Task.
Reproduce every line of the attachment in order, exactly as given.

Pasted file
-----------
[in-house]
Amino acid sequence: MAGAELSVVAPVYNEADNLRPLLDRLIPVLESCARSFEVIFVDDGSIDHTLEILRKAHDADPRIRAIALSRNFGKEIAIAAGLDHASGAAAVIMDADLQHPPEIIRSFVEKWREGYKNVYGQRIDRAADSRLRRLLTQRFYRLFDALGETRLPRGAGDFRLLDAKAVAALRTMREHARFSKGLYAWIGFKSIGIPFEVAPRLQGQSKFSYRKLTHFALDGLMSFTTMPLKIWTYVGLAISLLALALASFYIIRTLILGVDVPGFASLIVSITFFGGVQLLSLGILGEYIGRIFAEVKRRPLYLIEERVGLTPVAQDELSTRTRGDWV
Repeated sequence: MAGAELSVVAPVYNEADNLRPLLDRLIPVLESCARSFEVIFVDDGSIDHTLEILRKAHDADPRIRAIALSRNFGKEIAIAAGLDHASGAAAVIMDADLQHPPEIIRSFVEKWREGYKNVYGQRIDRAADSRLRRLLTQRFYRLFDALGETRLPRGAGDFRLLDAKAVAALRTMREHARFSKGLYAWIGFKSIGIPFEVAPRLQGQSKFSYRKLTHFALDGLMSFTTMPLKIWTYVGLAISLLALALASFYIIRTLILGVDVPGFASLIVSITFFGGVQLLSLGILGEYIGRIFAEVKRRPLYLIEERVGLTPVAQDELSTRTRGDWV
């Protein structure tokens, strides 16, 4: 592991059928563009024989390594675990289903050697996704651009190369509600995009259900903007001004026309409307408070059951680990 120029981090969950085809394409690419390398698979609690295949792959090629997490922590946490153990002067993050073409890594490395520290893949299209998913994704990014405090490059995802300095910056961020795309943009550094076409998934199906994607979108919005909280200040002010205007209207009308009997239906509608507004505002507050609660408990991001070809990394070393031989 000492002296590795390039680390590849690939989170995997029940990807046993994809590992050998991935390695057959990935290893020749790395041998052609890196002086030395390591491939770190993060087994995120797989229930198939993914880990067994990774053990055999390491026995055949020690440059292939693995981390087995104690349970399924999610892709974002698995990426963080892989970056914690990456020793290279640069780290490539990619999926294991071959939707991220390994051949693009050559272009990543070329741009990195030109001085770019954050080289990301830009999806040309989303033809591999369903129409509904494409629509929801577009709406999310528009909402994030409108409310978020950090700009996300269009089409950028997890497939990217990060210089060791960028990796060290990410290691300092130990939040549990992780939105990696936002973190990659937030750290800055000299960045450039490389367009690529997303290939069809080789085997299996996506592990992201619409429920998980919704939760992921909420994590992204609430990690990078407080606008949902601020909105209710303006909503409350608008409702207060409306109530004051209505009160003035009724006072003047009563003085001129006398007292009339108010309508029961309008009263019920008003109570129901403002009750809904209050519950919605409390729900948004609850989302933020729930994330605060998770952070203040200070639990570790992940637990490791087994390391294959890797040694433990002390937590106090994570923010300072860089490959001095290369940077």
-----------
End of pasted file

[in-house]
Amino acid sequence: MAGAELSVVAPVYNEADNLRPLLDRLIPVLESCARSFEVIFVDDGSIDHTLEILRKAHDADPRIRAIALSRNFGKEIAIAAGLDHASGAAAVIMDADLQHPPEIIRSFVEKWREGYKNVYGQRIDRAADSRLRRLLTQRFYRLFDALGETRLPRGAGDFRLLDAKAVAALRTMREHARFSKGLYAWIGFKSIGIPFEVAPRLQGQSKFSYRKLTHFALDGLMSFTTMPLKIWTYVGLAISLLALALASFYIIRTLILGVDVPGFASLIVSITFFGGVQLLSLGILGEYIGRIFAEVKRRPLYLIEERVGLTPVAQDELSTRTRGDWV
Repeated sequence: MAGAELSVVAPVYNEADNLRPLLDRLIPVLESCARSFEVIFVDDGSIDHTLEILRKAHDADPRIRAIALSRNFGKEIAIAAGLDHASGAAAVIMDADLQHPPEIIRSFVEKWREGYKNVYGQRIDRAADSRLRRLLTQRFYRLFDALGETRLPRGAGDFRLLDAKAVAALRTMREHARFSKGLYAWIGFKSIGIPFEVAPRLQGQSKFSYRKLTHFALDGLMSFTTMPLKIWTYVGLAISLLALALASFYIIRTLILGVDVPGFASLIVSITFFGGVQLLSLGILGEYIGRIFAEVKRRPLYLIEERVGLTPVAQDELSTRTRGDWV
């Protein structure tokens, strides 16, 4: 592991059928563009024989390594675990289903050697996704651009190369509600995009259900903007001004026309409307408070059951680990 120029981090969950085809394409690419390398698979609690295949792959090629997490922590946490153990002067993050073409890594490395520290893949299209998913994704990014405090490059995802300095910056961020795309943009550094076409998934199906994607979108919005909280200040002010205007209207009308009997239906509608507004505002507050609660408990991001070809990394070393031989 000492002296590795390039680390590849690939989170995997029940990807046993994809590992050998991935390695057959990935290893020749790395041998052609890196002086030395390591491939770190993060087994995120797989229930198939993914880990067994990774053990055999390491026995055949020690440059292939693995981390087995104690349970399924999610892709974002698995990426963080892989970056914690990456020793290279640069780290490539990619999926294991071959939707991220390994051949693009050559272009990543070329741009990195030109001085770019954050080289990301830009999806040309989303033809591999369903129409509904494409629509929801577009709406999310528009909402994030409108409310978020950090700009996300269009089409950028997890497939990217990060210089060791960028990796060290990410290691300092130990939040549990992780939105990696936002973190990659937030750290800055000299960045450039490389367009690529997303290939069809080789085997299996996506592990992201619409429920998980919704939760992921909420994590992204609430990690990078407080606008949902601020909105209710303006909503409350608008409702207060409306109530004051209505009160003035009724006072003047009563003085001129006398007292009339108010309508029961309008009263019920008003109570129901403002009750809904209050519950919605409390729900948004609850989302933020729930994330605060998770952070203040200070639990570790992940637990490791087994390391294959890797040694433990002390937590106090994570923010300072860089490959001095290369940077």